20 million are inactive raising risks of heart disease and type 2 diabetes

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A report from the British Heart Foundation (BHF) reveals that 20 million adults in the UK are physically inactive and this raises the risk of heart disease as well as type 2 diabetes.
The report classed people as inactive if they took part in less than two and a half hours of physical activity per week.
Out of those referred for rehabilitation after having a heart attack, more than three quarters were inactive.
Women appear to have more difficulty in carrying out physical activity. The figures showed that women were 36% more likely than men to be classed as inactive.
Across the UK, North West England and Northern Ireland had the highest rates of inactivity. Over 45 per cent of adults were inactive in these regions. The South East and South West of England had better activity rates although these areas still reported inactivity in around 35 per cent of adults.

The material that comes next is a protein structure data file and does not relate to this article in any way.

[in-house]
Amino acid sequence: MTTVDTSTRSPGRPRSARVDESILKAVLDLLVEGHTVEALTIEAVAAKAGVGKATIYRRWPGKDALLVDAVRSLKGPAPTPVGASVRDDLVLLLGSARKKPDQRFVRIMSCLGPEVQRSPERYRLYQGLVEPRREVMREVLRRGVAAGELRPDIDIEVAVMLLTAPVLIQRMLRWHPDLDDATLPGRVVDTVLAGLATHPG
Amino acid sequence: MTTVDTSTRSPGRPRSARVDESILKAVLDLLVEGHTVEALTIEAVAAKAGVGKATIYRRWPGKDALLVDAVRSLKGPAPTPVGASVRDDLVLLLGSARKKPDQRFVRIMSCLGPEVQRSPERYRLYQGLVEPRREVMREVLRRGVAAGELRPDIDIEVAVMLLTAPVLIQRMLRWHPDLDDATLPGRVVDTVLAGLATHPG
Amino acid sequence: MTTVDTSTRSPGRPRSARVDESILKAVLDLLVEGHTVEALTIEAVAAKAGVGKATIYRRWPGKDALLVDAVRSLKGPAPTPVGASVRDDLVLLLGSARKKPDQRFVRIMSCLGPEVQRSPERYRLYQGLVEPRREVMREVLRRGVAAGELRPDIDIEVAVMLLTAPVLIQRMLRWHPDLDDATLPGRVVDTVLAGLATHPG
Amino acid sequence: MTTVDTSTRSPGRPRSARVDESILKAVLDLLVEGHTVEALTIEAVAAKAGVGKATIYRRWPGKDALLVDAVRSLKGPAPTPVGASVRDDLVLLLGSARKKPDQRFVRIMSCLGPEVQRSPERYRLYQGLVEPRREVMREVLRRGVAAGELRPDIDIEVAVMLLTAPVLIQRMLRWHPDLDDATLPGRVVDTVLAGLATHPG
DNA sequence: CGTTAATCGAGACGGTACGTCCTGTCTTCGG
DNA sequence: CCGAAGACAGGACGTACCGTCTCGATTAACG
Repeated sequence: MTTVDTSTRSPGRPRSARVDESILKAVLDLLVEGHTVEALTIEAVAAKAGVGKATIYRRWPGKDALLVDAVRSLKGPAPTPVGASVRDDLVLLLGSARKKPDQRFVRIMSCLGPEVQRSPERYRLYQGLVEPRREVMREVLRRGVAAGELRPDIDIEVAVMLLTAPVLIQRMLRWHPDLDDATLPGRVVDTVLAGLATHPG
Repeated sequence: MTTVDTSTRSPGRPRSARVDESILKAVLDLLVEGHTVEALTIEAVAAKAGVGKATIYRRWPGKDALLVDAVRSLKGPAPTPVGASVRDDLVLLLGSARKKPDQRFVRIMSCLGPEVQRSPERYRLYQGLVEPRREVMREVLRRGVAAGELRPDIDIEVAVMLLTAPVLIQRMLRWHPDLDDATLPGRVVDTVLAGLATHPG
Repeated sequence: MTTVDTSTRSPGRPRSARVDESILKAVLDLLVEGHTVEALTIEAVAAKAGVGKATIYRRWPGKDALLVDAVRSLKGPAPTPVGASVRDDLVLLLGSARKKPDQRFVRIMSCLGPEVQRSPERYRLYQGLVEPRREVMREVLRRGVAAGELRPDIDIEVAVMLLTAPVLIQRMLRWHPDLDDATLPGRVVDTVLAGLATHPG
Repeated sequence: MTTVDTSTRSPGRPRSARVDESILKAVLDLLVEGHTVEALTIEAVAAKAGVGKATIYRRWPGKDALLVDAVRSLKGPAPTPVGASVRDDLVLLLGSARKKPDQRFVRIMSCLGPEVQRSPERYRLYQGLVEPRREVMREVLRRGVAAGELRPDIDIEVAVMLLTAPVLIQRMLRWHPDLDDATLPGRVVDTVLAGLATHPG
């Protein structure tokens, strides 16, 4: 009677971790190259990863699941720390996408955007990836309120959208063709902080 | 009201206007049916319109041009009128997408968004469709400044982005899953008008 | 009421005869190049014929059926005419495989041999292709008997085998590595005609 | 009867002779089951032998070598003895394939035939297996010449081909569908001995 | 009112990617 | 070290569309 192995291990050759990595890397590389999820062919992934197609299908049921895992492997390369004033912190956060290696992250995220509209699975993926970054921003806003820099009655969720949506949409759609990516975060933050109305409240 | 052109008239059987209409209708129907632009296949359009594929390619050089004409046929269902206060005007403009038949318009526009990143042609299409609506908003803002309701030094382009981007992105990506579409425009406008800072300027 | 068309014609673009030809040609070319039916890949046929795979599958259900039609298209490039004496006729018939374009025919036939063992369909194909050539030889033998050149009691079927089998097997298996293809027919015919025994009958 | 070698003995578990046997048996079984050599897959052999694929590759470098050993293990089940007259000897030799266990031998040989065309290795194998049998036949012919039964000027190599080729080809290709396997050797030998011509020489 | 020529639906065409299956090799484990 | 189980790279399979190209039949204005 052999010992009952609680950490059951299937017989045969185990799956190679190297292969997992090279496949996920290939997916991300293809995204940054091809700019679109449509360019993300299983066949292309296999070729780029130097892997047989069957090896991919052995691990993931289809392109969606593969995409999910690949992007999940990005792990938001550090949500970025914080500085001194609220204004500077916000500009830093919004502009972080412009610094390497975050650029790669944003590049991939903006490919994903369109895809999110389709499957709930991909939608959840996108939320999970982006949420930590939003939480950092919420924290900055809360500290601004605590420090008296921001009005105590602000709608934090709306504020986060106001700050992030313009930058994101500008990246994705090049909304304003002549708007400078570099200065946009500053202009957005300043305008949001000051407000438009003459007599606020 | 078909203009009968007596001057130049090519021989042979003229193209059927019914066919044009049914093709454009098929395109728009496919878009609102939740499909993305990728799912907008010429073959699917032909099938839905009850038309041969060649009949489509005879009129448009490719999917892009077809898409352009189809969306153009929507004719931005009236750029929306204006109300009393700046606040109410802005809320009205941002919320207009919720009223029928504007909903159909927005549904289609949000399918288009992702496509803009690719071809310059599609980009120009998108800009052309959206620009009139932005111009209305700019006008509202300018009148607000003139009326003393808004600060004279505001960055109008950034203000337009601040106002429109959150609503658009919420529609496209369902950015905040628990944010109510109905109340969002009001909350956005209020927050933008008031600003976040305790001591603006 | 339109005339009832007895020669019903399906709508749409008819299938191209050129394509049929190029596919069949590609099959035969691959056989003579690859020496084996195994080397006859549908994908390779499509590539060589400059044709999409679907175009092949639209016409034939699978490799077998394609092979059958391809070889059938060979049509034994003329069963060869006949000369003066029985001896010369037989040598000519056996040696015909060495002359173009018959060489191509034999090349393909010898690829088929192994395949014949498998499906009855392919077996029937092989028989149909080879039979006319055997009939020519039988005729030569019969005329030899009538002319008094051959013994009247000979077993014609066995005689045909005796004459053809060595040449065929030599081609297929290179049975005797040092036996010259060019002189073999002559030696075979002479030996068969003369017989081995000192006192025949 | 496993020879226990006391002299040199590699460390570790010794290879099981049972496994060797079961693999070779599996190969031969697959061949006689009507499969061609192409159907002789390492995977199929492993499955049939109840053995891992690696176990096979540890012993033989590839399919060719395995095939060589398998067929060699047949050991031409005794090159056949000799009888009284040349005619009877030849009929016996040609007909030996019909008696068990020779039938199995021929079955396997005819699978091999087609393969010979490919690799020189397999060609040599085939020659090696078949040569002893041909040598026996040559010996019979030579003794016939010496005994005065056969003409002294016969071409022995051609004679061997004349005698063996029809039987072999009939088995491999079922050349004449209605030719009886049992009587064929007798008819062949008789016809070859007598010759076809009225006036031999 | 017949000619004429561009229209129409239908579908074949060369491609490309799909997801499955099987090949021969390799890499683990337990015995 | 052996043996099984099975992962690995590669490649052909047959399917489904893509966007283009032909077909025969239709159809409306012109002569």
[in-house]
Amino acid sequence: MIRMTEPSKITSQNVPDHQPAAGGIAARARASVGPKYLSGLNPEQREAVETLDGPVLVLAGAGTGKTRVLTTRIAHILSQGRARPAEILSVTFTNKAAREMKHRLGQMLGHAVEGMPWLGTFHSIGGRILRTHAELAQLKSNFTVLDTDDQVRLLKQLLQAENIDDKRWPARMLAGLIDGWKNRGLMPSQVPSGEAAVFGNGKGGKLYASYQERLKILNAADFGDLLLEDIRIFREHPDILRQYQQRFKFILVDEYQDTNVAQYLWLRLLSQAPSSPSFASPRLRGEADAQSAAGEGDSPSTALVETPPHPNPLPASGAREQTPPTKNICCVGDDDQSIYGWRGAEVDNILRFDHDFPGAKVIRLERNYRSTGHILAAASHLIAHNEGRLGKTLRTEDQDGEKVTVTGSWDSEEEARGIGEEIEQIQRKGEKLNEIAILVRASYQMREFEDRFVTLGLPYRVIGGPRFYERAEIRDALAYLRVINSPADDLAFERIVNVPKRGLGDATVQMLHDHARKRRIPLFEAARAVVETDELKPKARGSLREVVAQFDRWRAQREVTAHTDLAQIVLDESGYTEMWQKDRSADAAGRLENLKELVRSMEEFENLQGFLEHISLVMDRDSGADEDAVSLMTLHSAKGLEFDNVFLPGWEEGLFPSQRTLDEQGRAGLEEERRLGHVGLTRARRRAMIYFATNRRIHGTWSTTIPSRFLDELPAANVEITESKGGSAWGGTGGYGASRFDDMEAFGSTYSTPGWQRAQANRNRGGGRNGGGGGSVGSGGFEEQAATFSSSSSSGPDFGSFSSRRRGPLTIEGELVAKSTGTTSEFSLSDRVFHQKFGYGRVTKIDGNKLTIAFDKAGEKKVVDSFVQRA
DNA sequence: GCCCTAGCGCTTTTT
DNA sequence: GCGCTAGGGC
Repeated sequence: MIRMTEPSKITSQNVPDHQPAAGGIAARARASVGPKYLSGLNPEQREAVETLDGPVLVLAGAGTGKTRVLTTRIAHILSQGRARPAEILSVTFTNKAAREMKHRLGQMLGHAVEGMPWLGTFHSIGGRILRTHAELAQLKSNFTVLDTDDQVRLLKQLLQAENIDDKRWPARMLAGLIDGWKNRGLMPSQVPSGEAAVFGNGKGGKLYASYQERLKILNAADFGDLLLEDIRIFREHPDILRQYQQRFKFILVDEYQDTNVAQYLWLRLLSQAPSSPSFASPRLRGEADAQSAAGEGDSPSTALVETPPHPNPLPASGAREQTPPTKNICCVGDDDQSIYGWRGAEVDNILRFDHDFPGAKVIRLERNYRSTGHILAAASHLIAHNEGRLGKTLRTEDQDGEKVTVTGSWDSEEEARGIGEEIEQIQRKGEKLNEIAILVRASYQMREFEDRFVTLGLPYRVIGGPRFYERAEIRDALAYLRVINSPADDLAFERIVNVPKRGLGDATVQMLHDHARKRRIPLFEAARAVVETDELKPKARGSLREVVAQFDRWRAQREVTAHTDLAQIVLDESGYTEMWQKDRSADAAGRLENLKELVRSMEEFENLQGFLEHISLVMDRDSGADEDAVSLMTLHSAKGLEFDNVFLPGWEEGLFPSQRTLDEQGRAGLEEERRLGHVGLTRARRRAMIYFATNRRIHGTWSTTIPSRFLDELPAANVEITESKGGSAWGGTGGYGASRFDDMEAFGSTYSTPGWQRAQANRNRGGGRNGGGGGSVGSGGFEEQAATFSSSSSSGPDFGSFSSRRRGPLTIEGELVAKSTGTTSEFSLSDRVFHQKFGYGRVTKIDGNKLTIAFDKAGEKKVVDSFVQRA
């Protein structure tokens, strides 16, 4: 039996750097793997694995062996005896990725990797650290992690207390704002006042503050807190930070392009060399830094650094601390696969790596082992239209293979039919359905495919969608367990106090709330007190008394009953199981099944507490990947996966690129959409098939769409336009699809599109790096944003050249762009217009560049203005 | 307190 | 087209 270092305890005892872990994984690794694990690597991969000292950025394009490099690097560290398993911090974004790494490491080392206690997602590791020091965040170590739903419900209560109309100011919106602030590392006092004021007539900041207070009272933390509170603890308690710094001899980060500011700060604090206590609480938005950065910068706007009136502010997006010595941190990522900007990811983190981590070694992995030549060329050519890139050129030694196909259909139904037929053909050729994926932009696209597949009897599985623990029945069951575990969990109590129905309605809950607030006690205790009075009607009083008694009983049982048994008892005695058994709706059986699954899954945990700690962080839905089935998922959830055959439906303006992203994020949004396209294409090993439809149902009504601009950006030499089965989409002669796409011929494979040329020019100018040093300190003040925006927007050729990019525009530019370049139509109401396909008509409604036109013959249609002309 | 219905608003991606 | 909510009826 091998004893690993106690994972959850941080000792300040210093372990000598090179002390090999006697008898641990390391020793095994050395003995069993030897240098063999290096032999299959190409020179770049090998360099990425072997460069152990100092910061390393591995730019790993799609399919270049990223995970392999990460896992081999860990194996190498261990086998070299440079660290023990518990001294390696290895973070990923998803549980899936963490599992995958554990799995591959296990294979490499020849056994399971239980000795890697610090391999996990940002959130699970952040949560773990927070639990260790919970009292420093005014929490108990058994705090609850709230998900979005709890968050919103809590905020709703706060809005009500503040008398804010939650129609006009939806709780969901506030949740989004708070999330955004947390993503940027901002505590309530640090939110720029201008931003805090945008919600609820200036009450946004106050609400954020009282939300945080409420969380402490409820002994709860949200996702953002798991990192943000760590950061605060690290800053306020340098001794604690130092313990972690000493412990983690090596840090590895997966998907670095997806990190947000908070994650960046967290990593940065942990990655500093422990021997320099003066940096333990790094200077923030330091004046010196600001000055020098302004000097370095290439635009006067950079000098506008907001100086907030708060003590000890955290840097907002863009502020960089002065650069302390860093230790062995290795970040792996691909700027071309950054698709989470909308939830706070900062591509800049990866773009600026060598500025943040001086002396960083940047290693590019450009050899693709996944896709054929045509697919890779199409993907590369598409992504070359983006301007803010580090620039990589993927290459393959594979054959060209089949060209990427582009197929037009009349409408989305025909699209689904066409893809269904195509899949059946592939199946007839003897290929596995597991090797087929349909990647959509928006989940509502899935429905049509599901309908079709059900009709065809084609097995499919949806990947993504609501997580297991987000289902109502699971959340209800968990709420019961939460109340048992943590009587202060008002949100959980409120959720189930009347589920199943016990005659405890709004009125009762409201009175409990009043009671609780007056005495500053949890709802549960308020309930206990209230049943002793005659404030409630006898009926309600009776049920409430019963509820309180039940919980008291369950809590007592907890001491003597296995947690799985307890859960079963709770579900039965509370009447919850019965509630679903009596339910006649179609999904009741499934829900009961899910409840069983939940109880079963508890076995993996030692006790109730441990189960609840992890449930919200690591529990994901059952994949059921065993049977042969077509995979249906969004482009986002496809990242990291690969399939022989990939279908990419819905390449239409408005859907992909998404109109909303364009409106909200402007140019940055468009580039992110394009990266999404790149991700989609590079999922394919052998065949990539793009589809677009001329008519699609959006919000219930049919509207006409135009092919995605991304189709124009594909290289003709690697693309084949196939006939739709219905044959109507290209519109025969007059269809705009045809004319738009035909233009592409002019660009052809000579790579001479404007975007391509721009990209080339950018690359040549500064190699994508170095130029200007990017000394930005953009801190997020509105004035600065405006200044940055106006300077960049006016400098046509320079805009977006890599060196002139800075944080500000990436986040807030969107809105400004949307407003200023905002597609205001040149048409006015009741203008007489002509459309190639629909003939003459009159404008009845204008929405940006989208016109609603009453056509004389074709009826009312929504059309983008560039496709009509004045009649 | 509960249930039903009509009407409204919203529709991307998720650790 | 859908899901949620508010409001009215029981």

People in Scotland are more active than people in England, whereas people in Wales are less active than the English.
Inactivity is a risk factor for heart disease and prediabetes and type 2 diabetes. Higher blood sugar levels over many years increases the risk of heart disease and taking part in more physical activity can reduce blood sugar and reduce the risks of diabetes and heart disease.
There are many ways to get activity into your day. Dedicate some of your commute to work with walking, use the stairs where possible and break up periods of sitting with some activity such as walking or stretching. Dedicate some time each week to take part in group activity with friends or at a gym.
Associate medical director at the BHF, Dr Mike Knapton, stated: “Levels of physical inactivity and sedentary behaviour in the UK remain stubbornly high, and, combined, these two risk factors present a substantial threat to our cardiovascular health and risk of early death.
“Evidence shows keeping physically active can reduce the risk of heart and circulatory disease by as much as 35% and risk of early death by as much as 30%.